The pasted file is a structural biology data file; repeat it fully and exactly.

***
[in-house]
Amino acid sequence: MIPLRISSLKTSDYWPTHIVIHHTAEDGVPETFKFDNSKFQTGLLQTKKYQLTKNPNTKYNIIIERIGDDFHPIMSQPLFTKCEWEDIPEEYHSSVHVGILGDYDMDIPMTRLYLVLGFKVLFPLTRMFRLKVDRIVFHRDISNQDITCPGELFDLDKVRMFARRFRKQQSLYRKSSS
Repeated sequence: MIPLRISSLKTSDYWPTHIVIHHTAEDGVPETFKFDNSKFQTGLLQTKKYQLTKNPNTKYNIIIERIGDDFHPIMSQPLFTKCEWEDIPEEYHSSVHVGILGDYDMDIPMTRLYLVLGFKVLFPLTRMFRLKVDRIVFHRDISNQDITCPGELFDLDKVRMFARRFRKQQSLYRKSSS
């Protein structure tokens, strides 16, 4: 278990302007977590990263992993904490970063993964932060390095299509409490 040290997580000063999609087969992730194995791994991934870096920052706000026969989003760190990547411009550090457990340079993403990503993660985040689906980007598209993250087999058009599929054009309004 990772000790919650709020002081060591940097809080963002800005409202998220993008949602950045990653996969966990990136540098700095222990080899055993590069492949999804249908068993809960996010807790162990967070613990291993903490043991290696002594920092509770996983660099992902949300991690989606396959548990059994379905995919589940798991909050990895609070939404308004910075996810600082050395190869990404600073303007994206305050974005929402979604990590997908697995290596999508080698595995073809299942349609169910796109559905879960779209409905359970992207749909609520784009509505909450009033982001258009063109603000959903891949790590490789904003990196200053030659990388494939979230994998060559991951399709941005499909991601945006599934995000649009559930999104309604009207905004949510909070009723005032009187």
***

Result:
[in-house]
Amino acid sequence: MIPLRISSLKTSDYWPTHIVIHHTAEDGVPETFKFDNSKFQTGLLQTKKYQLTKNPNTKYNIIIERIGDDFHPIMSQPLFTKCEWEDIPEEYHSSVHVGILGDYDMDIPMTRLYLVLGFKVLFPLTRMFRLKVDRIVFHRDISNQDITCPGELFDLDKVRMFARRFRKQQSLYRKSSS
Repeated sequence: MIPLRISSLKTSDYWPTHIVIHHTAEDGVPETFKFDNSKFQTGLLQTKKYQLTKNPNTKYNIIIERIGDDFHPIMSQPLFTKCEWEDIPEEYHSSVHVGILGDYDMDIPMTRLYLVLGFKVLFPLTRMFRLKVDRIVFHRDISNQDITCPGELFDLDKVRMFARRFRKQQSLYRKSSS
């Protein structure tokens, strides 16, 4: 278990302007977590990263992993904490970063993964932060390095299509409490 040290997580000063999609087969992730194995791994991934870096920052706000026969989003760190990547411009550090457990340079993403990503993660985040689906980007598209993250087999058009599929054009309004 990772000790919650709020002081060591940097809080963002800005409202998220993008949602950045990653996969966990990136540098700095222990080899055993590069492949999804249908068993809960996010807790162990967070613990291993903490043991290696002594920092509770996983660099992902949300991690989606396959548990059994379905995919589940798991909050990895609070939404308004910075996810600082050395190869990404600073303007994206305050974005929402979604990590997908697995290596999508080698595995073809299942349609169910796109559905879960779209409905359970992207749909609520784009509505909450009033982001258009063109603000959903891949790590490789904003990196200053030659990388494939979230994998060559991951399709941005499909991601945006599934995000649009559930999104309604009207905004949510909070009723005032009187």